• The title is displayed differently depending on the presence of title_for_head value
  • The View displays a default car image when not provided with a custom car image URL
  • The View displays default text when values are undefined for brand, model, notes, owner, city, and owner phone
  • The View shows a text representation of the car’s state
  • The View displays formatted car object date of creation

Problem

The View contains too much calculation logic.

#/app/controllers/cars_controller.rb
class CarsController < ApplicationController
 def show
   @car = Car.find(params[:id])
 end
end

#/app/views/cars/show.html.erb
<% content_for :header do %>
 <title>
   <% if @car.title_for_head %>
     <%="#{ @car.title_for_head } | #{t('beautiful_cars')}" %>
   <% else %>
     <%= t('beautiful_cars') %>
   <% end %>
 </title>
 <% if @car.description_for_head%>
   <meta name='description' content= "#{<%= @car.description_for_head %>}">
 <% end %>
<% end %>

<% if @car.image %>
 <%= image_tag @car.image.url %>
<% else %>
 <%= image_tag 'no-images.png'%>
<% end %>
<h1>
 <%= t('brand') %>
 <% if @car.brand %>
   <%= @car.brand %>
 <% else %>
    <%= t('undefined') %>
 <% end %>
</h1>

<p>
 <%= t('model') %>
 <% if @car.model %>
   <%= @car.model %>
 <% else %>
    <%= t('undefined') %>
 <% end %>
</p>

<p>
 <%= t('notes') %>
 <% if @car.notes %>
   <%= @car.notes %>
 <% else %>
    <%= t('undefined') %>
 <% end %>
</p>

<p>
 <%= t('owner') %>
 <% if @car.owner %>
   <%= @car.owner %>
 <% else %>
    <%= t('undefined') %>
 <% end %>
</p>

<p>
 <%= t('city') %>
 <% if @car.city %>
   <%= @car.city %>
 <% else %>
    <%= t('undefined') %>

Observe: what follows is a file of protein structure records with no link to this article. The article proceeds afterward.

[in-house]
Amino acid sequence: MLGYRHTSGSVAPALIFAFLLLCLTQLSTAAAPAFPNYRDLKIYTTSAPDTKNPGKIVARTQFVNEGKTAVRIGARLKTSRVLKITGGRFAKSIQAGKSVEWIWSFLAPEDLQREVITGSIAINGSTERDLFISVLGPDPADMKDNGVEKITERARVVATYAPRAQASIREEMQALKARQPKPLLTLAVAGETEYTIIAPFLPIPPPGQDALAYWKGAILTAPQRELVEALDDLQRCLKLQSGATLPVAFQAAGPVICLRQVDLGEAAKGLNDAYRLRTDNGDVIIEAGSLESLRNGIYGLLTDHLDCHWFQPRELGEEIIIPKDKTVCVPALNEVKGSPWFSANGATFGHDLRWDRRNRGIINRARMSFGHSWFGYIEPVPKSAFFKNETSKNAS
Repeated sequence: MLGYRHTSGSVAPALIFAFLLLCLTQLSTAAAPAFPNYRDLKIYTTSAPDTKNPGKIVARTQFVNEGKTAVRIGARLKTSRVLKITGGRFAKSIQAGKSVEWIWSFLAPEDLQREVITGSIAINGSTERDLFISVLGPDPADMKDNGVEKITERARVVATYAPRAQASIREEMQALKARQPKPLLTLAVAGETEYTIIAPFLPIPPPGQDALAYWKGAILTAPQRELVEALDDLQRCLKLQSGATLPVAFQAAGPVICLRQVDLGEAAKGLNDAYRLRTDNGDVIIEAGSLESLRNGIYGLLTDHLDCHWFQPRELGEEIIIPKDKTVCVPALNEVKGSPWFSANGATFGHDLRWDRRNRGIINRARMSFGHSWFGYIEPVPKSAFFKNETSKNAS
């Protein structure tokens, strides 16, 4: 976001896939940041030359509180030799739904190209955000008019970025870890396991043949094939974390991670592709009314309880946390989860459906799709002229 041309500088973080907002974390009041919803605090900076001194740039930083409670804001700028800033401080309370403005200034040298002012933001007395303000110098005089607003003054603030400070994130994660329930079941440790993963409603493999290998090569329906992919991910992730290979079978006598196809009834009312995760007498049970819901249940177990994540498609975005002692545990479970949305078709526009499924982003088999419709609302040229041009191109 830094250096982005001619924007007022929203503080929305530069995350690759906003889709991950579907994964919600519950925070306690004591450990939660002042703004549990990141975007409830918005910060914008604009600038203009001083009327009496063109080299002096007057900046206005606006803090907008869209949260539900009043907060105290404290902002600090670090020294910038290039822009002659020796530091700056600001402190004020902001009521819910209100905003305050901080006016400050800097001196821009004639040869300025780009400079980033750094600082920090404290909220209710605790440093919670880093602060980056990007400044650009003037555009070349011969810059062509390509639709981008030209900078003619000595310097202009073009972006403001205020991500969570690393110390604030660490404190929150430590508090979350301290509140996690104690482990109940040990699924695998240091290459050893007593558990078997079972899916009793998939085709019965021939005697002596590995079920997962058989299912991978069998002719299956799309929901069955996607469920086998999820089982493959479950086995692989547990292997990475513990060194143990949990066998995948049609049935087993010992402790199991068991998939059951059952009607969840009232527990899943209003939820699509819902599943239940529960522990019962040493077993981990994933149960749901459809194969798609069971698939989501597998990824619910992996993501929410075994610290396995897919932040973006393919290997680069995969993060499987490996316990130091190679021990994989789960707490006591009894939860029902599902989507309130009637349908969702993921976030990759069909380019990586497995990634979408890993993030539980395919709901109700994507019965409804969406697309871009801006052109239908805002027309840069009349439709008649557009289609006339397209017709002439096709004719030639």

<% end %>
</p>
<p>
 <%= t('owner_phone') %>
 <% if @car.phone %>
   <%= @car.phone %>
 <% else %>
    <%= t('undefined') %>
 <% end %>
</p>

<p>
 <%= t('state') %>
 <% if @car.used %>
   <%= t('used') %>
 <% else %>
   <%= t('new') %>
 <% end %>
</p>

<p>
 <%= t('date') %>
 <%= @car.created_at.strftime("%B %e, %Y")%>
</p>

We can address this problem with the Draper decorating gem, which moves all logic to CarDecorator methods:

#/app/controllers/cars_controller.rb
class CarsController < ApplicationController
 def show
   @car = Car.find(params[:id]).decorate
 end
end

#/app/decorators/car_decorator.rb
class CarDecorator < Draper::Decorator
 delegate_all
 def meta_title
   result =
     if object.title_for_head
       "#{ object.title_for_head } | #{I18n.t('beautiful_cars')}"
     else
       t('beautiful_cars')
     end
   h.content_tag :title, result
 end

 def meta_description
   if object.description_for_head
     h.content_tag :meta, nil ,content: object.description_for_head
   end
 end

 def image
   result = object.image.url.present? ? object.image.url : 'no-images.png'
   h.image_tag result
 end

 def brand
   get_info object.brand
 end

 def model
   get_info object.model
 end

 def notes
   get_info object.notes
 end

 def owner
   get_info object.owner
 end

 def city
   get_info object.city
 end

 def owner_phone
   get_info object.phone
 end

 def state
   object.used ? I18n.t('used') : I18n.t('new')
 end

 def created_at
   object.created_at.strftime("%B %e, %Y")
 end

 private

 def get_info value
   value.present? ? value : t('undefined')
 end
end

The result is a neat View without any calculations:

#/app/views/cars/show.html.erb
<% content_for :header do %>
 <%= @car.meta_title %>
 <%= @car.meta_description%>
<% end %>
​
<%= @car.image %>
<h1> <%= t('brand') %> <%= @car.brand %> </h1>
<p> <%= t('model') %> <%= @car.model %>  </p>
<p> <%= t('notes') %> <%= @car.notes %>  </p>
<p> <%= t('owner') %> <%= @car.owner %>  </p>
<p> <%= t('city') %> <%= @car.city %>    </p>
<p> <%= t('owner_phone') %> <%= @car.phone %> </p>
<p> <%= t('state') %> <%= @car.state %>   </p>
<p> <%= t('date') %> <%= @car.created_at%> </p>

Wrapping Up

These concepts should provide you with a basic understanding of when and how you can refactor your code. There are many tools for managing code complexity. By carefully placing your logic from the beginning of development, you can reduce the amount of time you need to spend refactoring.